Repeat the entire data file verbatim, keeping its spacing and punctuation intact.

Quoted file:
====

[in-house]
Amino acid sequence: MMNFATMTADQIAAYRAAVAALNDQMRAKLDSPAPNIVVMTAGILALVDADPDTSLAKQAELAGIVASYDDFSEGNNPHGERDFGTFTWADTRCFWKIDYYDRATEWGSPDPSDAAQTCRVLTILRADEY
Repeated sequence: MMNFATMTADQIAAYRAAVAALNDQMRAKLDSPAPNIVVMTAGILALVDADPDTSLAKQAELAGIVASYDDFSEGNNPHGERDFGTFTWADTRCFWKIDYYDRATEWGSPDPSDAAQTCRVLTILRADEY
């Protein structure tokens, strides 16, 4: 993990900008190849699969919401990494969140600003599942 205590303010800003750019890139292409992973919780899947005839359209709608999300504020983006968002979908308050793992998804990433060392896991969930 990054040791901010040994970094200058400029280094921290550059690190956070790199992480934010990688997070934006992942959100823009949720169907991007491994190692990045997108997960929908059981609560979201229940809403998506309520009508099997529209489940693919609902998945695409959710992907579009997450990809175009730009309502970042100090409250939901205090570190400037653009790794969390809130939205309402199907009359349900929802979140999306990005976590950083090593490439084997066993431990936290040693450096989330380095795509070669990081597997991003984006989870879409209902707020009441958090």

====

[in-house]
Amino acid sequence: MMNFATMTADQIAAYRAAVAALNDQMRAKLDSPAPNIVVMTAGILALVDADPDTSLAKQAELAGIVASYDDFSEGNNPHGERDFGTFTWADTRCFWKIDYYDRATEWGSPDPSDAAQTCRVLTILRADEY
Repeated sequence: MMNFATMTADQIAAYRAAVAALNDQMRAKLDSPAPNIVVMTAGILALVDADPDTSLAKQAELAGIVASYDDFSEGNNPHGERDFGTFTWADTRCFWKIDYYDRATEWGSPDPSDAAQTCRVLTILRADEY
């Protein structure tokens, strides 16, 4: 993990900008190849699969919401990494969140600003599942 205590303010800003750019890139292409992973919780899947005839359209709608999300504020983006968002979908308050793992998804990433060392896991969930 990054040791901010040994970094200058400029280094921290550059690190956070790199992480934010990688997070934006992942959100823009949720169907991007491994190692990045997108997960929908059981609560979201229940809403998506309520009508099997529209489940693919609902998945695409959710992907579009997450990809175009730009309502970042100090409250939901205090570190400037653009790794969390809130939205309402199907009359349900929802979140999306990005976590950083090593490439084997066993431990936290040693450096989330380095795509070669990081597997991003984006989870879409209902707020009441958090």